Wednesday, October 27, 2021
Dalmatia News

Kairos Vina Studies Soil Microbiota with Grant

The science of soil reveals more every day about the connections between healthy soil–particularly the micro-organisms that live in it–and healthy crops. Kairos Vina, an organic vineyard and winery on the hillside above Trogir, is taking a detailed picture of its soil microbiota with the help of a grant from Fields4ever.

Fields4ever is a global, grant-giving initiative of Biome Makers, a California-based start-up whose innovative agtech tools and lab testing assess soil health and improve agricultural productivity. Supported in part by EU funding, Fields4ever currently pays for soil testing for 80 projects around the world. The organization hopes to provide soil health assessments covering as many as 400,000 hectares (1 million acres) of land. Other vineyard grant recipients include Beckstoffer Vineyards in the United States, Vignerons de Buzet in France, and Bodegas Valdeviñas in Spain.

Mycorrhizal fungi, soil microbiota
Mycorrhizal fungi (white) benefit tree roots (brown) in a symbiotic relationship. Fungus is part of the soil microbiome. Photo: Wikimedia Commons (cropped).

Crop soils are failing worldwide due to recent decades of chemical and industrial farming and climate change. Scientists estimate one third of the world’s arable land has been lost in the past 40 years. Healthy soil depends on billions of microscopic organisms such as fungi and bacteria. These microbiota are part of a soil “community” called the microbiome. By knowing the makeup of a soil’s microbiome, farmers can adjust for deficiencies and rebuild the health of the soil. In this way, crop health and productivity improve, as do some factors contributing to climate change.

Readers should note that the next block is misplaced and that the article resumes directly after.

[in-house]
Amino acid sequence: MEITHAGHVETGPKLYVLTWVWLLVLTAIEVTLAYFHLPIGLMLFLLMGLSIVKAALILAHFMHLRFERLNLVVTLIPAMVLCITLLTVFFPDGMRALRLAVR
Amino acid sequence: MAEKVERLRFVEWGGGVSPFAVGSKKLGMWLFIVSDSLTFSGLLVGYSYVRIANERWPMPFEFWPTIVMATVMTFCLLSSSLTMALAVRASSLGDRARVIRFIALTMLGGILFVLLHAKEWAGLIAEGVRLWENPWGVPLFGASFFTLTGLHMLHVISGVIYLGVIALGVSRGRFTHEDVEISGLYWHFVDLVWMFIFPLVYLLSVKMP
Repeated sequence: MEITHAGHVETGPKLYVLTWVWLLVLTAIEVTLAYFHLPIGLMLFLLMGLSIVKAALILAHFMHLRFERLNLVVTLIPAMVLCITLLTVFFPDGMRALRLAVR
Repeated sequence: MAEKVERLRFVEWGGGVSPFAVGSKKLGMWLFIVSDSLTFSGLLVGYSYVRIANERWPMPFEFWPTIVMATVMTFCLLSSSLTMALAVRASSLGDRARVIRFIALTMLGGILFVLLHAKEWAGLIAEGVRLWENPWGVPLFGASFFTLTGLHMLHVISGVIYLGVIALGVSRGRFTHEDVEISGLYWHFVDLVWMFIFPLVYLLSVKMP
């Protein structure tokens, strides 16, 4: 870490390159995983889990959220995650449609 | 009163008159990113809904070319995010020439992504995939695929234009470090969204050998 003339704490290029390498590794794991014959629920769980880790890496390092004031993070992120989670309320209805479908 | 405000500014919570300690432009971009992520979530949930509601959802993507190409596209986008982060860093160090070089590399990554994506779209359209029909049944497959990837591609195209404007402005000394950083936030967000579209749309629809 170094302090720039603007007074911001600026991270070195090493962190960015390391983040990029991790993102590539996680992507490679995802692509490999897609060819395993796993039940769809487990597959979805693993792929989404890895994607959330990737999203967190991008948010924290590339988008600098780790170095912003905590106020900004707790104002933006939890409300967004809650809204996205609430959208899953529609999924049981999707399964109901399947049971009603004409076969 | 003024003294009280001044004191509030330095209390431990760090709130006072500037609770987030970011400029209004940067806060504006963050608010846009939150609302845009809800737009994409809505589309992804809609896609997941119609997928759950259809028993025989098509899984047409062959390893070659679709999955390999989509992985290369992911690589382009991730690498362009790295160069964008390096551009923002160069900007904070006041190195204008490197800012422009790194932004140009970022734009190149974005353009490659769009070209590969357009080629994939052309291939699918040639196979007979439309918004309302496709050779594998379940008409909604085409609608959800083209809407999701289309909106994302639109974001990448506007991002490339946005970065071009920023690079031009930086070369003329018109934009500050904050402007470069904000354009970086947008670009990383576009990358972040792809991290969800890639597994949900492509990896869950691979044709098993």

Ljubo Jelavić, whose family owns Kairos Vina, is waiting for the results of his October soil analysis. In June, 10 soil samples from Kairos vineyards were DNA analyzed to determine the soil’s microbiota. The October samples will help set a baseline for the soil microbiome at different times of year. 

Jelavić explains, “It’s finally a precise picture of what’s going on in your soil. Traditional chemical analysis gave you just one part of the picture, telling you, okay you have this much nitrogen, this much carbon, phosphorus, etc.” You might see that you needed to apply nitrogen, he says, “but you never knew how much of this newly applied fertilizer went into the plant.” Soil microbiome analysis shows more precisely how well the soil functions.

It’s finally a precise picture of what’s going on in your soil.

–Ljubo Jelavić, vineyard owner

The June soil assessment at Kairos set off alarm bells: a group of fungi that support the vine trunk disease esca is thriving in the vineyard soil. And Jelavić expects more serious news this month, after the summer heat and water stresses on the vineyard. But he says he will pay for further testing next year, to start building a database that will help determine his vineyard’s needs.

Jelavić has the beginning of a game plan already. “What we need to do is build our compost, and we need to find the right cover crop species or mix of species.” A cover crop planted between the rows of vines can add nutrients to the soil, protect against erosion, attract pollinators to the vineyard and help the soil retain moisture. Until now Kairos hasn’t used one, primarily because so far there is little advice on the topic available to Croatian growers. Starting this fall, though, Jelavić can target his research armed with vineyard-specific data. Kairos may even help pioneer soil-healthy practices in other Croatian vineyards.

[Cover photo: courtesy Kairos]

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